TORONTO August 3rd 2014. Digital Champion Dan Way is a familiar face among the Toronto running community. He started running and training seriously in 2010 after moving to the city to attend graduate school. Scotiabank Toronto Waterfront Marathon 2014 will be Dan’s 7th marathon. It was also his debut/first marathon back in 2011. Dan considers STWM to be his “hometown” race and is working hard to run another PB in 2014. Connect with Dan on Twitter @DansWay07 and on his blog.
42 for 24. By Dan Way.
I’m not sure how it started or who initiated the wager, but when I line up at the start of the Scotiabank Toronto Waterfront Marathon on Sunday, October 19th, there will be much more than just personal bests and pride at stake.
My goal, as always, will be to run as fast and as hard as I possibly can and to leave nothing out on the roads. But as I cross the finish after 42.2K, there will be one more reason and a bit of extra incentive to glance up at the clock and hope for a fast time. That being an ice-cold case of my favourite brand of brews.
Yes, that’s right: I’m running for beer! 42K for 24 beers. My prize if I’m fast enough. To do so I need to run faster than than Race Director, Alan Brookes did some 31 years before! 2:34:39 or better. Not my personal best time, but the time I nonetheless will aim to beat at STWM.
Few people truly appreciate the vast amount of time and energy that is spent planning and preparing in the days, weeks and months ahead of race day. Not just by those training to run the race, but perhaps more so by those working to organize it. This is especially true of a world-class event like STWM, which hosts some 25,000 participants as well as thousands more volunteers, spectators and race day officials.
In the past decade or so, there is one person who has done more to grow and develop the sport and activity of recreational running and racing in Canada. Working tirelessly and endlessly behind the scenes to ensure that each and every event detail has been taken care of. Catering to those at the front setting national records, those in the middle running for personal bests, as well as those further back raising hundreds and thousands of dollars to support worthy causes. STWM is but one of several exceptionally organized and implemented events hosted by the Canada Running Series, a small but committed organization responsible for many of the best running events in the country. Many could recognize their tireless and tenacious leader. Many more would not.
Fewer still know that on October 2nd, 1983 (some three years before I was even born), Alan Brookes ran his fastest 42.2K at the Toronto Marathon on some of the same very streets that I and 25,000 others will run on Oct. 19th, more than 31 years later.
A personal best of some three minutes and a time he would never better in his five or so years of competitive club running. In fact, when asked about his subsequent races, Brookes seemed more proud of having run several 3:30 and even 4:00+ marathons with friends and fellow members of the running community. This included the 100th anniversary of the Boston Marathon in 1996, as well as running internationally in Berlin and London.
At the peak of his training Brookes was running 80+ miles per week in and around his native Guelph, Ont. as a member of the Waterloo County 3As (Amateur Athletics Association). Brookes says his number one motivation to train was simply “to beat the other guys [in the club]!” Brookes didn’t shy away from giving due credit to his club, his coach (Vic Matthews) and his many teammates who pushed and pulled him through the rigorous workouts and training. He’s convinced that being in a group, as part of a team, made much of the difference in how successful and how satisfying his running and training would be.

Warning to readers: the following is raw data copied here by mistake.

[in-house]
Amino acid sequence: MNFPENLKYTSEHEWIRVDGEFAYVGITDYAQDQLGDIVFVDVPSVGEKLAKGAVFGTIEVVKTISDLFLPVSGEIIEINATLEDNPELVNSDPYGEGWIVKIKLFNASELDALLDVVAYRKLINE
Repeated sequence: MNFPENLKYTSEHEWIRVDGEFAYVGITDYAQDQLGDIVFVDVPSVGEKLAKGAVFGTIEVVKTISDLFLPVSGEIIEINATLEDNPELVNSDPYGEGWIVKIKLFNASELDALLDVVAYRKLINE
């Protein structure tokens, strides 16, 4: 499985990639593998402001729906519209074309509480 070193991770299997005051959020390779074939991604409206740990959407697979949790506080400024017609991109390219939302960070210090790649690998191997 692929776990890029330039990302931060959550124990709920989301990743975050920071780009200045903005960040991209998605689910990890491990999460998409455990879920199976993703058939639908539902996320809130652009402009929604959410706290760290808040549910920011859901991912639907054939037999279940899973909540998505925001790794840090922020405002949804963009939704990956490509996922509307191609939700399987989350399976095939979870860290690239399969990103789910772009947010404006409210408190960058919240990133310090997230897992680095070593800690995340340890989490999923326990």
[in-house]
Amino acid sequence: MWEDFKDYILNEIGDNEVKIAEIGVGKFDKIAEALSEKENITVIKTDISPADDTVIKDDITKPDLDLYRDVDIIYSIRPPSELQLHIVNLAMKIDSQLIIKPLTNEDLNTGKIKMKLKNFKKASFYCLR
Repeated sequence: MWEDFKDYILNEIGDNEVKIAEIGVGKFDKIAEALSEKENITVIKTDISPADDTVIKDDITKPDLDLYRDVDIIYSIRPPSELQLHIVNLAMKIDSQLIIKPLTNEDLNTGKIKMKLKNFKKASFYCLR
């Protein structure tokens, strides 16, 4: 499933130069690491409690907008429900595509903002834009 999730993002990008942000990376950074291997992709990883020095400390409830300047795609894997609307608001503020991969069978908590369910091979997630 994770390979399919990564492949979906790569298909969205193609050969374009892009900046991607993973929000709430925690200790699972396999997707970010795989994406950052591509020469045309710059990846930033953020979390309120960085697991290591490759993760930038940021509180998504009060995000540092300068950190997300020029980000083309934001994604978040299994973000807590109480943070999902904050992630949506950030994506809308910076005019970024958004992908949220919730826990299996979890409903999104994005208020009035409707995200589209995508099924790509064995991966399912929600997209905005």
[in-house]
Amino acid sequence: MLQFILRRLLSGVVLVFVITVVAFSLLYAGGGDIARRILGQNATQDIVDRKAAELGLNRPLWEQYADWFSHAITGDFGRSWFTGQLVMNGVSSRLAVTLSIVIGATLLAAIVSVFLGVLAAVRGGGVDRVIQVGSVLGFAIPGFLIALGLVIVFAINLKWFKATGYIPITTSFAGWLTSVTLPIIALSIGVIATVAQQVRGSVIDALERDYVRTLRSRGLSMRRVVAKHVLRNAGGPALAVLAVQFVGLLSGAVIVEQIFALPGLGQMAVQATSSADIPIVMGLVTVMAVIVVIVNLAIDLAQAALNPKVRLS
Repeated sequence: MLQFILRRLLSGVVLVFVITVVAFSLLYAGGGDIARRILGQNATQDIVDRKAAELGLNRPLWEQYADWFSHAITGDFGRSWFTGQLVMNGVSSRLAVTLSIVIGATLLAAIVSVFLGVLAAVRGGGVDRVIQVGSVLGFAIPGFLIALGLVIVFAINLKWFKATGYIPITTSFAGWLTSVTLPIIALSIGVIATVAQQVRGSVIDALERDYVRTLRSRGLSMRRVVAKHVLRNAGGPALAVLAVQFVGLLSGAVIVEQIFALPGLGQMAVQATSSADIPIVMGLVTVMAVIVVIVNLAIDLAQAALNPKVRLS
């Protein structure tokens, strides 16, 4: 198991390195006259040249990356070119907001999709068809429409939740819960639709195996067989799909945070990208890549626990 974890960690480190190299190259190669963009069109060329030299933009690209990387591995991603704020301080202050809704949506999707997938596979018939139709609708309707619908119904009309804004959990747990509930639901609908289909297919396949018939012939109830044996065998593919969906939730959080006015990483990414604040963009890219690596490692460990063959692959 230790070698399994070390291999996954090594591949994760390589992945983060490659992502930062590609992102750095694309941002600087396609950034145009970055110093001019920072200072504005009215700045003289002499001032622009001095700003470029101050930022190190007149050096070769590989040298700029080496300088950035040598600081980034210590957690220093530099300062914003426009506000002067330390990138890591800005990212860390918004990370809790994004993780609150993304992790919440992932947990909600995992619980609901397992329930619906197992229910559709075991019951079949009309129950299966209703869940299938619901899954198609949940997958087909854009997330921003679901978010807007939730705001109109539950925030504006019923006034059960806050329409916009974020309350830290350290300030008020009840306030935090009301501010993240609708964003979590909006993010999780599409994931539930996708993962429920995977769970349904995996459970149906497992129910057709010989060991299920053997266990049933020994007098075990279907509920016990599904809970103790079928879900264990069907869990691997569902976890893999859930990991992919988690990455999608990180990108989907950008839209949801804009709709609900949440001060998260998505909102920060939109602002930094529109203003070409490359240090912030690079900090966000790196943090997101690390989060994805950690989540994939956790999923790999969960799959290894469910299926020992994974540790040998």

I couldn’t help but draw striking similarities to my own amateur running ‘career’ running and training here in Toronto with my own club, ‘the Black Lungs’ who offer endless support and motivation. Brookes is quick to credit part of the surge in running popularity to the growing number of run clubs and crews: especially among youngish, urban types, like myself, who seek the camaraderie that comes with belonging to a committed and at times competitive community. These crews can now be found filling the streets, tracks and trails of cities across the country at seemingly all times of the year. The loneliness of the long distance runner is no more, or at least it need not be!
Brookes is excited to see the running community continue to grow and flourish. He’s proud to be a part of it and his involvement and activism should be applauded. Brookes is an outspoken proponent of the sport of running at all levels as well as for the continued emphasis and importance of recreational running for physical health, emotional wellness and community spirit.
We all have our own reasons to run. We all embark on our own journeys to train, run and race. Brookes has been there before. He’s been an athlete, is now an organizer and has always been an activist. Before the races begin, we all owe a great amount of thanks and praise to those like Alan Brookes. Thanks to him, I will line up on Oct 19th with a greater appreciation and immense respect for the work of event organizers and directors.
And if I can beat Brookes’ time of 2:34:40, I’ll also get a cold case of beer to toast him with!